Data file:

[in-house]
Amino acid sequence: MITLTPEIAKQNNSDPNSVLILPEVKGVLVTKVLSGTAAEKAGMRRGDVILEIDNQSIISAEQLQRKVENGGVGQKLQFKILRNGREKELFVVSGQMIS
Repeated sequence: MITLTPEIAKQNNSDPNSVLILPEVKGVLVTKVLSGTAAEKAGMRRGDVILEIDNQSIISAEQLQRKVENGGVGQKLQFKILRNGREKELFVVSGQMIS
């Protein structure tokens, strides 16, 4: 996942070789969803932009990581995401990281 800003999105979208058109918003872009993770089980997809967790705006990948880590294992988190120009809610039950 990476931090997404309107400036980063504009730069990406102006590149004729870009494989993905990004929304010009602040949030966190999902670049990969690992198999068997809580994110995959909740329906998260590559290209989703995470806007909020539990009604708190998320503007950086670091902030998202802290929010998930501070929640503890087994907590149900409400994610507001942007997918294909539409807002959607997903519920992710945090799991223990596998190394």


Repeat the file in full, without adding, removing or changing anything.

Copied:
[in-house]
Amino acid sequence: MITLTPEIAKQNNSDPNSVLILPEVKGVLVTKVLSGTAAEKAGMRRGDVILEIDNQSIISAEQLQRKVENGGVGQKLQFKILRNGREKELFVVSGQMIS
Repeated sequence: MITLTPEIAKQNNSDPNSVLILPEVKGVLVTKVLSGTAAEKAGMRRGDVILEIDNQSIISAEQLQRKVENGGVGQKLQFKILRNGREKELFVVSGQMIS
């Protein structure tokens, strides 16, 4: 996942070789969803932009990581995401990281 800003999105979208058109918003872009993770089980997809967790705006990948880590294992988190120009809610039950 990476931090997404309107400036980063504009730069990406102006590149004729870009494989993905990004929304010009602040949030966190999902670049990969690992198999068997809580994110995959909740329906998260590559290209989703995470806007909020539990009604708190998320503007950086670091902030998202802290929010998930501070929640503890087994907590149900409400994610507001942007997918294909539409807002959607997903519920992710945090799991223990596998190394």